mailing list archives
Re: Scripts for proxy detection
From: David Fifield <david () bamsoftware com>
Date: Mon, 1 Jun 2009 14:47:28 -0600
On Thu, May 28, 2009 at 05:17:43AM -0300, Joao Correa wrote:
I'm posting two new versions for the open proxy detection scripts.
The new features are:
* Changed pattern for connect (tested and supporting both polipo and
ncat, needs to test on squid!)
* Default test address is now nmap.org, and not www.google.com
I see that you have already changed it back to www.google.com. I think
that is a better default too. I did a search and that is what is used by
the ScanSSH proxy detector too (http://monkey.org/~provos/scanssh/).
* HTTP status codes 200, 301 and 302 are recognized as valid
responses, meaning that the proxy is correctly working
* It is also possible to use a different test address, specified with
script-args. The args should be "url", with the url that might be
tested and "hurl" with the url used to set the "Host:" field of the
HTTP requests. If no hurl is set, than url is used as hurl. If none is
set, nmap.org is used.
I can see why you have a separate url and hurl; it's because you may
want to make a proxy connection to http://example.com/dir/file.html (url),
but then the Host: header field has to be just "example.com", not
"example.com/dir/file.html". But you should do that work in the script,
and not make the user do it. There are functions in the url module that
will make this easy.
Now that I look back at it, there's no way to access a URL like
http://example.com/dir/file.html in socks-open-proxy.nse, because the
code will try to resolve the name "example.com/dir/file.html" as if it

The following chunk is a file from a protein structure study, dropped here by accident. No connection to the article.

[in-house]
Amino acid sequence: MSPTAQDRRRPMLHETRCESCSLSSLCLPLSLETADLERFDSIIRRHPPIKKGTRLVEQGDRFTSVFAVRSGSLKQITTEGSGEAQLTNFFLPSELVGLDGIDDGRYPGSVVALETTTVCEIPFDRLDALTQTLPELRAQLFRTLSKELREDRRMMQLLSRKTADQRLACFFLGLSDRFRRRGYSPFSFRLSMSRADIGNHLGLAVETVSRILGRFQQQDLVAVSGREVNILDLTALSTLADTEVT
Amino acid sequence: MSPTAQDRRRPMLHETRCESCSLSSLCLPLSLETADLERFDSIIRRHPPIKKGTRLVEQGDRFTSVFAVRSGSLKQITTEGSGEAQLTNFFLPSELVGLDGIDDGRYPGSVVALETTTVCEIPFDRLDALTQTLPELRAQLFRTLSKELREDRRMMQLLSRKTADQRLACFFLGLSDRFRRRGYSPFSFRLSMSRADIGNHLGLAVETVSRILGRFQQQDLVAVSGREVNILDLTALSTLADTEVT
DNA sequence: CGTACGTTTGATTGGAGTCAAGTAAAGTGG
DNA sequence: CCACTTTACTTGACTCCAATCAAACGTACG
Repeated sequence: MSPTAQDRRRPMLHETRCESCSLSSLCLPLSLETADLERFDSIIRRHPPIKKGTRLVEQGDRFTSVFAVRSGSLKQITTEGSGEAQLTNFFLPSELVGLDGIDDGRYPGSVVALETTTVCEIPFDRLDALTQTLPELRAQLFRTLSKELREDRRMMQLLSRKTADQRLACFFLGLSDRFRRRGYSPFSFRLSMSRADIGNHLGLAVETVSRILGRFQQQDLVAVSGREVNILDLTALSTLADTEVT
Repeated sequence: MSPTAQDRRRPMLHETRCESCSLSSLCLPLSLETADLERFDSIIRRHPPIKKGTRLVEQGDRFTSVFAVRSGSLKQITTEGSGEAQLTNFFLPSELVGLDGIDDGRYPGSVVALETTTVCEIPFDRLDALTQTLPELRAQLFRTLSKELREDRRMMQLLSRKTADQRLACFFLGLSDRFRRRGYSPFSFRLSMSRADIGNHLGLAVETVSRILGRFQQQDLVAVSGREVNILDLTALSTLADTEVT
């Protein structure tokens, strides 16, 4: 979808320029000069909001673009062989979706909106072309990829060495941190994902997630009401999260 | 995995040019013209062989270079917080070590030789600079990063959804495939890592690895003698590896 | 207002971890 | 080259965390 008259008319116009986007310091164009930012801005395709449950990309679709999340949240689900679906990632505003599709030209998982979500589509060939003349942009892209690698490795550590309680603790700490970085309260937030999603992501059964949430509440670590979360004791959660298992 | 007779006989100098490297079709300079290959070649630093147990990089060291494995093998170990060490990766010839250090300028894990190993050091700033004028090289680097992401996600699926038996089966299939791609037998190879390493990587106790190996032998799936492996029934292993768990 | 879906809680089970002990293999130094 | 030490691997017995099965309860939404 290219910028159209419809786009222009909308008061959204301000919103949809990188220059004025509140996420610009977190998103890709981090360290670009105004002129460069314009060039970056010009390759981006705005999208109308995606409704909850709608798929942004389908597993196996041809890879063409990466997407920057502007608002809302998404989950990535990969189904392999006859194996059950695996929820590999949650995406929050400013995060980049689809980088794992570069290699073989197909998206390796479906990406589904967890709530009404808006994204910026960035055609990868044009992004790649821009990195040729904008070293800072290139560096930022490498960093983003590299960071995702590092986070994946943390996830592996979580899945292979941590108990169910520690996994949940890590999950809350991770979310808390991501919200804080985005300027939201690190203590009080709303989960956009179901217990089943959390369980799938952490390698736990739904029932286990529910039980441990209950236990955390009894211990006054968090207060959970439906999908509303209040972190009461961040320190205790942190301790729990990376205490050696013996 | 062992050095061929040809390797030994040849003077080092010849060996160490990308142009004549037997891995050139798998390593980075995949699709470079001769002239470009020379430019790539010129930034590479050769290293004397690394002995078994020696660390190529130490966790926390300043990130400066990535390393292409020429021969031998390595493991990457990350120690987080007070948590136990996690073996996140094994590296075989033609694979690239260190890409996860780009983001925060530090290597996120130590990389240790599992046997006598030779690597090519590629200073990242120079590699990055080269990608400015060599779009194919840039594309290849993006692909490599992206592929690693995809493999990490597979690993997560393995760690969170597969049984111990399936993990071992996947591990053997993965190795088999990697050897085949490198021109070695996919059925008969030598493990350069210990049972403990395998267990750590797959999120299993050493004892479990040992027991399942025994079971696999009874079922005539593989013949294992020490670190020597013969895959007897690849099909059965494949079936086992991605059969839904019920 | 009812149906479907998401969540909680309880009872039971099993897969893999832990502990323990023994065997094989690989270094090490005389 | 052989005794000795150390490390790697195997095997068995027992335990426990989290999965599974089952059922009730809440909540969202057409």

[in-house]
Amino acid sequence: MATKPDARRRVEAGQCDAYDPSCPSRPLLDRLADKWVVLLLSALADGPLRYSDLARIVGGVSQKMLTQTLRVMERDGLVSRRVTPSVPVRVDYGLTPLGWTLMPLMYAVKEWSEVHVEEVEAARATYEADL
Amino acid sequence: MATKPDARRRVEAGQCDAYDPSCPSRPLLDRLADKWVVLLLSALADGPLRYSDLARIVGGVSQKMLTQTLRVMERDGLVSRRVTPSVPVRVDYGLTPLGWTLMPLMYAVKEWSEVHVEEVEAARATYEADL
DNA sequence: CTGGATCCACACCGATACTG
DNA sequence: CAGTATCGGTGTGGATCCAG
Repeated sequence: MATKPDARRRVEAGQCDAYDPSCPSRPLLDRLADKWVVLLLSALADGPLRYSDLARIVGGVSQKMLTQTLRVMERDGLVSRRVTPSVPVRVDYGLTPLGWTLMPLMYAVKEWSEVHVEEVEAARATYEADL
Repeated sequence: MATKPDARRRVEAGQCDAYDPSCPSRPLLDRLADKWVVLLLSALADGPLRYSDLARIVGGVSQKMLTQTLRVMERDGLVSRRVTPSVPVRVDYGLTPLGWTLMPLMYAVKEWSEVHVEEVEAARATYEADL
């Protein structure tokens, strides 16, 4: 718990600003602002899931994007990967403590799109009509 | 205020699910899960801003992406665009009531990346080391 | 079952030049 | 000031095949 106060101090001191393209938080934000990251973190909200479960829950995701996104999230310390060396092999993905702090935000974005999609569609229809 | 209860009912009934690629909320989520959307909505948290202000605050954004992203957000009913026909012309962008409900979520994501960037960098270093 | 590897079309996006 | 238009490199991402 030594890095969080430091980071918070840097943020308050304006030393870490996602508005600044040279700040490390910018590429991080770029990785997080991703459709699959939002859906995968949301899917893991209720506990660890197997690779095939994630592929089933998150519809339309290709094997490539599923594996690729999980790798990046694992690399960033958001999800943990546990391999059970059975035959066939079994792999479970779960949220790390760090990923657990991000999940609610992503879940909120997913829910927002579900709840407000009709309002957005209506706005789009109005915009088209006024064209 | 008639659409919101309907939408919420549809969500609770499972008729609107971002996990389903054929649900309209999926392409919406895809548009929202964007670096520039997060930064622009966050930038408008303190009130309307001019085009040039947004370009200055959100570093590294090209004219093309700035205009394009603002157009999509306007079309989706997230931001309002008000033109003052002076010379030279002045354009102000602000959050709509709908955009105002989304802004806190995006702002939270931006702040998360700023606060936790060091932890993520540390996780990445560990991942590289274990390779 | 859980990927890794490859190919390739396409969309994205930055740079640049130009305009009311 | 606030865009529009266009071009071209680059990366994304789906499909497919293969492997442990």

were a host name. I take back what I wrote in
http://seclists.org/nmap-dev/2009/q2/0523.html; you should keep the
script argument name "url", allow it to be followed by a path, and use
the url module to parse out the host name.
Should we include new HTTP status codes?
I think the ones you have are good.
Should we remove POST from the HTTP open proxy tests? (as mentioned by
David in his previous e-mail)
I recommend this, especially now that I see it requires a separate
script argument for a POST-able URL. I guess it would be possible for a
proxy server to support POST but not GET or HEAD, but it wouldn't be
very useful. Enumerating the methods supported by an HTTP server or
proxy would best be done in a separate script.
Socks script only tests a connection to the destination's port 80.
Should we include more ports? If yes, how should we parse the
responses? (we'll have different responses from each service)
See my question in http://seclists.org/nmap-dev/2009/q2/0523.html. I
don't know much about SOCKS, but perhaps "Request granted" is enough
without sending any application-level data.
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